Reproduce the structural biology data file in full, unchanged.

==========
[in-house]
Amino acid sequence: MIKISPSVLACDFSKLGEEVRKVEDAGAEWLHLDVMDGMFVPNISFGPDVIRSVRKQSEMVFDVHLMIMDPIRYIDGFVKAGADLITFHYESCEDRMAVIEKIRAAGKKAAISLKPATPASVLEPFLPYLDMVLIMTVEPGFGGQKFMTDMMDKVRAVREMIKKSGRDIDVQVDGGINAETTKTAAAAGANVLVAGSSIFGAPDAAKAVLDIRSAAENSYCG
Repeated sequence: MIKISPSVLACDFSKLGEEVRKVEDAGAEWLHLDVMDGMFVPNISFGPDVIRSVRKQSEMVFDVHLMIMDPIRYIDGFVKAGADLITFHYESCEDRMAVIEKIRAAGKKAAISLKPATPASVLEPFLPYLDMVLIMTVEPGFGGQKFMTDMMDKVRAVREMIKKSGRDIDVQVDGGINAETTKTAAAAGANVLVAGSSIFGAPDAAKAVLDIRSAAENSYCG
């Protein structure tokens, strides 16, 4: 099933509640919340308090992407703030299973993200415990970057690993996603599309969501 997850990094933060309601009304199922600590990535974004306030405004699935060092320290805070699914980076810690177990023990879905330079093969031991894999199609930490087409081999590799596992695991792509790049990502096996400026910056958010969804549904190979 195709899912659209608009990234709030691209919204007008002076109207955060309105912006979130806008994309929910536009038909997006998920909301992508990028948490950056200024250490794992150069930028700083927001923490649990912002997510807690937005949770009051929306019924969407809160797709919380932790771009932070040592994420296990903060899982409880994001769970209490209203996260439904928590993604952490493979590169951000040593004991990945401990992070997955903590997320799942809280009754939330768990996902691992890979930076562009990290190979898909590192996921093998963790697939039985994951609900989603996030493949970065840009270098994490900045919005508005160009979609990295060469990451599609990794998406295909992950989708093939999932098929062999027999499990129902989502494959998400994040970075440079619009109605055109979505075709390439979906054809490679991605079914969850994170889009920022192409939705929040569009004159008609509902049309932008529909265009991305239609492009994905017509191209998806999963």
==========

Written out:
[in-house]
Amino acid sequence: MIKISPSVLACDFSKLGEEVRKVEDAGAEWLHLDVMDGMFVPNISFGPDVIRSVRKQSEMVFDVHLMIMDPIRYIDGFVKAGADLITFHYESCEDRMAVIEKIRAAGKKAAISLKPATPASVLEPFLPYLDMVLIMTVEPGFGGQKFMTDMMDKVRAVREMIKKSGRDIDVQVDGGINAETTKTAAAAGANVLVAGSSIFGAPDAAKAVLDIRSAAENSYCG
Repeated sequence: MIKISPSVLACDFSKLGEEVRKVEDAGAEWLHLDVMDGMFVPNISFGPDVIRSVRKQSEMVFDVHLMIMDPIRYIDGFVKAGADLITFHYESCEDRMAVIEKIRAAGKKAAISLKPATPASVLEPFLPYLDMVLIMTVEPGFGGQKFMTDMMDKVRAVREMIKKSGRDIDVQVDGGINAETTKTAAAAGANVLVAGSSIFGAPDAAKAVLDIRSAAENSYCG
């Protein structure tokens, strides 16, 4: 099933509640919340308090992407703030299973993200415990970057690993996603599309969501 997850990094933060309601009304199922600590990535974004306030405004699935060092320290805070699914980076810690177990023990879905330079093969031991894999199609930490087409081999590799596992695991792509790049990502096996400026910056958010969804549904190979 195709899912659209608009990234709030691209919204007008002076109207955060309105912006979130806008994309929910536009038909997006998920909301992508990028948490950056200024250490794992150069930028700083927001923490649990912002997510807690937005949770009051929306019924969407809160797709919380932790771009932070040592994420296990903060899982409880994001769970209490209203996260439904928590993604952490493979590169951000040593004991990945401990992070997955903590997320799942809280009754939330768990996902691992890979930076562009990290190979898909590192996921093998963790697939039985994951609900989603996030493949970065840009270098994490900045919005508005160009979609990295060469990451599609990794998406295909992950989708093939999932098929062999027999499990129902989502494959998400994040970075440079619009109605055109979505075709390439979906054809490679991605079914969850994170889009920022192409939705929040569009004159008609509902049309932008529909265009991305239609492009994905017509191209998806999963």